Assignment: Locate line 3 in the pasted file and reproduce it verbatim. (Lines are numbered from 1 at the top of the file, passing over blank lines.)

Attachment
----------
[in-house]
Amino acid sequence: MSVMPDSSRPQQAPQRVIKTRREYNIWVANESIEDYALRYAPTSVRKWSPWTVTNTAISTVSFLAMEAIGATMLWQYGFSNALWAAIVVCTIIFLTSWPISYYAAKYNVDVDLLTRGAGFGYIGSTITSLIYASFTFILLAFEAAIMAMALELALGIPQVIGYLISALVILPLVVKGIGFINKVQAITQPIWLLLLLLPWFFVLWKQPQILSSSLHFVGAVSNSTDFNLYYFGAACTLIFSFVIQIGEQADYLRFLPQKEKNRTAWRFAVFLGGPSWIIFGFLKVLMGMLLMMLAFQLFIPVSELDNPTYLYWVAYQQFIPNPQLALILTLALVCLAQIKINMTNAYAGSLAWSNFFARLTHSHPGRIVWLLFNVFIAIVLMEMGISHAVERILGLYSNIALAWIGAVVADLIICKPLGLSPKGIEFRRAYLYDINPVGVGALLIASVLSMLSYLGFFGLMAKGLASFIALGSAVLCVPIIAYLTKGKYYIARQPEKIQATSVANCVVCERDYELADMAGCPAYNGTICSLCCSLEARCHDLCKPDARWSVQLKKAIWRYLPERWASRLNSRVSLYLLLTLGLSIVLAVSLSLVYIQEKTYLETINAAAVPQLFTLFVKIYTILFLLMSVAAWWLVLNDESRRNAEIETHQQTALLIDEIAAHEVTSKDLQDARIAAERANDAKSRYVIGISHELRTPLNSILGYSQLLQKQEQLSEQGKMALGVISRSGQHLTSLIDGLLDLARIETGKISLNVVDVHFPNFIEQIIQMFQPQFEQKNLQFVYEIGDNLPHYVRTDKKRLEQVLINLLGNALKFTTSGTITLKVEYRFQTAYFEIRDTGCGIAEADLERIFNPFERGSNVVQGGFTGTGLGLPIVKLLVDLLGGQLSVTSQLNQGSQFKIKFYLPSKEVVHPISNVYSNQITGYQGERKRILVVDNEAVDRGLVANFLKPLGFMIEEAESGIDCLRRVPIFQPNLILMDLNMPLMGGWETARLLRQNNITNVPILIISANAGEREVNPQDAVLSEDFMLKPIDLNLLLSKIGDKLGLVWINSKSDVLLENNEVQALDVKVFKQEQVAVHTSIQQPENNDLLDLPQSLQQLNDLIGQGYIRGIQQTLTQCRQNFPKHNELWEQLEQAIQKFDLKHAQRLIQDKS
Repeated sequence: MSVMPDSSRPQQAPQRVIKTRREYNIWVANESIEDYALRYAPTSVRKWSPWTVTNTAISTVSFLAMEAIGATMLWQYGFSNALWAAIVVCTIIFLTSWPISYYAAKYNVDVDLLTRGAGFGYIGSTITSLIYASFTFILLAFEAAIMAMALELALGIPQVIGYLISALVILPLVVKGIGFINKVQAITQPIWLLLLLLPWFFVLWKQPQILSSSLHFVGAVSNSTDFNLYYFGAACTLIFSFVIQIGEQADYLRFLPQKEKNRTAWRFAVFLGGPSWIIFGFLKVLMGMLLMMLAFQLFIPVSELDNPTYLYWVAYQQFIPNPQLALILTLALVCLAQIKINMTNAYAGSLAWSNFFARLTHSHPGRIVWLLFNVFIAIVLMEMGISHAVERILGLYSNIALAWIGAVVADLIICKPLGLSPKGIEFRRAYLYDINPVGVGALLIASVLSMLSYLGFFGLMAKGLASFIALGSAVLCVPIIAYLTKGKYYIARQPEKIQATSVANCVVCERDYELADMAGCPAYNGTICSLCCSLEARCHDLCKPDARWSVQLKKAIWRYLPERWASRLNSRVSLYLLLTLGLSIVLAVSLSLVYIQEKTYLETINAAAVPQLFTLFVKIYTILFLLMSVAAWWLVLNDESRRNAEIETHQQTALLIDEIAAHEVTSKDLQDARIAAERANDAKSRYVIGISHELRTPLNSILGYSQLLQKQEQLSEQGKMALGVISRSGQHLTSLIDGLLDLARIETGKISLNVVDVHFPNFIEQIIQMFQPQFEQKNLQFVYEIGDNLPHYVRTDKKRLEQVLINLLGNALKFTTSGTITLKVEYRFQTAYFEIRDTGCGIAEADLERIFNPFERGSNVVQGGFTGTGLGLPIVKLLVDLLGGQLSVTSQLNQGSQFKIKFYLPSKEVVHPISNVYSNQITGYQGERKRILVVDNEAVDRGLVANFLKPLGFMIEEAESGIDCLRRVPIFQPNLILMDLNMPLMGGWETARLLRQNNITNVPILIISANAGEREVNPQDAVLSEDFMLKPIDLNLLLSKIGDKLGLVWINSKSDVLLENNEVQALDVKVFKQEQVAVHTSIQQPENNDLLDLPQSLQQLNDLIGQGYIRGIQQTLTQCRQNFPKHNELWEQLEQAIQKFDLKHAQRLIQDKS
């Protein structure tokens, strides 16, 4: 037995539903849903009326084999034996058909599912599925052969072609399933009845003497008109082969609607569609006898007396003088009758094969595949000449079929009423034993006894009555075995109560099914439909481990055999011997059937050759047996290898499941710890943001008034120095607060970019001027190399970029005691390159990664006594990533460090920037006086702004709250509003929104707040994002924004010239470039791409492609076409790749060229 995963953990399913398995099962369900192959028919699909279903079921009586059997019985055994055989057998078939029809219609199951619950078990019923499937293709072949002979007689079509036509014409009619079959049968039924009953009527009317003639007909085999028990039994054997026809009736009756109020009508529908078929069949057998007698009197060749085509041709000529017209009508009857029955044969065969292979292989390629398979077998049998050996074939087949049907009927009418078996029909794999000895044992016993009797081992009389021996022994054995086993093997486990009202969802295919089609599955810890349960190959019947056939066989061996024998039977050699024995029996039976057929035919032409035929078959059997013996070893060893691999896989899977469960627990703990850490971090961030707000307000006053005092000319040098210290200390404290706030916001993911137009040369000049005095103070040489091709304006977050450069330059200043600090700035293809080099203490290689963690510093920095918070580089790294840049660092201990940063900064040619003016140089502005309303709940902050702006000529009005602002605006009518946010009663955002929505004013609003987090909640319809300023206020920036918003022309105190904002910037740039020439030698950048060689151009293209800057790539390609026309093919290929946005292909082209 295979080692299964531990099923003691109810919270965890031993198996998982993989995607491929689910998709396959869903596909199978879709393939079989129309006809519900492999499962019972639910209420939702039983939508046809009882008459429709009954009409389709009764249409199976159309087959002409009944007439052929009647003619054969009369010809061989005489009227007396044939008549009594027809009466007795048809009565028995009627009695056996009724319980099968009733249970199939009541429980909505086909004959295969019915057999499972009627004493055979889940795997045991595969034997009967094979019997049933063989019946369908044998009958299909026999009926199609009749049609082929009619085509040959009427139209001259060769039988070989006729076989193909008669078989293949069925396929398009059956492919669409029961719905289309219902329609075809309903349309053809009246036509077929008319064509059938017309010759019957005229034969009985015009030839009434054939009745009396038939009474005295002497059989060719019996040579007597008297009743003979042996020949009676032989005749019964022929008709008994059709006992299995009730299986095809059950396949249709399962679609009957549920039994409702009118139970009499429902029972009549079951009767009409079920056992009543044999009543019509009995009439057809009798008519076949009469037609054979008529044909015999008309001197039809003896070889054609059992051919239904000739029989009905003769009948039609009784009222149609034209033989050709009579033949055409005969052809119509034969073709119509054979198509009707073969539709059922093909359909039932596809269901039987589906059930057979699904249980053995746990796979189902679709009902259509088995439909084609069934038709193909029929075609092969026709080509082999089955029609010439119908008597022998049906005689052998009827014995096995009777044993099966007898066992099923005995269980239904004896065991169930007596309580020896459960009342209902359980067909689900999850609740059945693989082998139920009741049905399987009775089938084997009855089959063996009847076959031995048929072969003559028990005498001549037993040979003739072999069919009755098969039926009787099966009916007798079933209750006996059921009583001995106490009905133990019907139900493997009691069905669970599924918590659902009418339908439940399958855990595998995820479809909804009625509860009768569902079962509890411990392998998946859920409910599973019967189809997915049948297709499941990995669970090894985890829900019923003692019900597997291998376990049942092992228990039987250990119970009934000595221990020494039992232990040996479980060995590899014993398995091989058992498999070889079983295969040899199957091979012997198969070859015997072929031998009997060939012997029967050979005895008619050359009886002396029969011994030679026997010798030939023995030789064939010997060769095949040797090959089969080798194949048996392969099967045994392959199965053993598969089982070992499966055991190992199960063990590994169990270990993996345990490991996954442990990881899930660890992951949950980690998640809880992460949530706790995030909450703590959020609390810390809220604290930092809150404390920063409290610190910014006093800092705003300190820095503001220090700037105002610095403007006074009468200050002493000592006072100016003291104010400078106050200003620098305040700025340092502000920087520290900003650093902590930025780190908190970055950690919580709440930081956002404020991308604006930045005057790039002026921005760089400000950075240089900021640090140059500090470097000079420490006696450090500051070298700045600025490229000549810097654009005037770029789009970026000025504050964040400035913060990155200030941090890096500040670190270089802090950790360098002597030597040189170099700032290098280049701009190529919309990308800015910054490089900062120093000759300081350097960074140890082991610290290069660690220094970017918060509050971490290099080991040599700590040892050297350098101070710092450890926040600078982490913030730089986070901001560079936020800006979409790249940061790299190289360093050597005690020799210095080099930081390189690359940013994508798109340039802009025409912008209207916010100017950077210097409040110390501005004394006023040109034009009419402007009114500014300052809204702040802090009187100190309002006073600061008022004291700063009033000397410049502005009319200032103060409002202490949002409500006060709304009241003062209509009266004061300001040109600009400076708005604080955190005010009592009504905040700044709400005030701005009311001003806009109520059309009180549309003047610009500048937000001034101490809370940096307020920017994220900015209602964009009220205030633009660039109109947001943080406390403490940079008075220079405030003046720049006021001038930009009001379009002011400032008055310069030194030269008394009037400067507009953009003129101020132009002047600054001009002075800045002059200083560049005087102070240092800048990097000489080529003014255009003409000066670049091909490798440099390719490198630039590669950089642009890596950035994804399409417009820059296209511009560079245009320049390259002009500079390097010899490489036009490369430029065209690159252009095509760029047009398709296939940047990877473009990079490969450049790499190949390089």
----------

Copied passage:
Repeated sequence: MSVMPDSSRPQQAPQRVIKTRREYNIWVANESIEDYALRYAPTSVRKWSPWTVTNTAISTVSFLAMEAIGATMLWQYGFSNALWAAIVVCTIIFLTSWPISYYAAKYNVDVDLLTRGAGFGYIGSTITSLIYASFTFILLAFEAAIMAMALELALGIPQVIGYLISALVILPLVVKGIGFINKVQAITQPIWLLLLLLPWFFVLWKQPQILSSSLHFVGAVSNSTDFNLYYFGAACTLIFSFVIQIGEQADYLRFLPQKEKNRTAWRFAVFLGGPSWIIFGFLKVLMGMLLMMLAFQLFIPVSELDNPTYLYWVAYQQFIPNPQLALILTLALVCLAQIKINMTNAYAGSLAWSNFFARLTHSHPGRIVWLLFNVFIAIVLMEMGISHAVERILGLYSNIALAWIGAVVADLIICKPLGLSPKGIEFRRAYLYDINPVGVGALLIASVLSMLSYLGFFGLMAKGLASFIALGSAVLCVPIIAYLTKGKYYIARQPEKIQATSVANCVVCERDYELADMAGCPAYNGTICSLCCSLEARCHDLCKPDARWSVQLKKAIWRYLPERWASRLNSRVSLYLLLTLGLSIVLAVSLSLVYIQEKTYLETINAAAVPQLFTLFVKIYTILFLLMSVAAWWLVLNDESRRNAEIETHQQTALLIDEIAAHEVTSKDLQDARIAAERANDAKSRYVIGISHELRTPLNSILGYSQLLQKQEQLSEQGKMALGVISRSGQHLTSLIDGLLDLARIETGKISLNVVDVHFPNFIEQIIQMFQPQFEQKNLQFVYEIGDNLPHYVRTDKKRLEQVLINLLGNALKFTTSGTITLKVEYRFQTAYFEIRDTGCGIAEADLERIFNPFERGSNVVQGGFTGTGLGLPIVKLLVDLLGGQLSVTSQLNQGSQFKIKFYLPSKEVVHPISNVYSNQITGYQGERKRILVVDNEAVDRGLVANFLKPLGFMIEEAESGIDCLRRVPIFQPNLILMDLNMPLMGGWETARLLRQNNITNVPILIISANAGEREVNPQDAVLSEDFMLKPIDLNLLLSKIGDKLGLVWINSKSDVLLENNEVQALDVKVFKQEQVAVHTSIQQPENNDLLDLPQSLQQLNDLIGQGYIRGIQQTLTQCRQNFPKHNELWEQLEQAIQKFDLKHAQRLIQDKS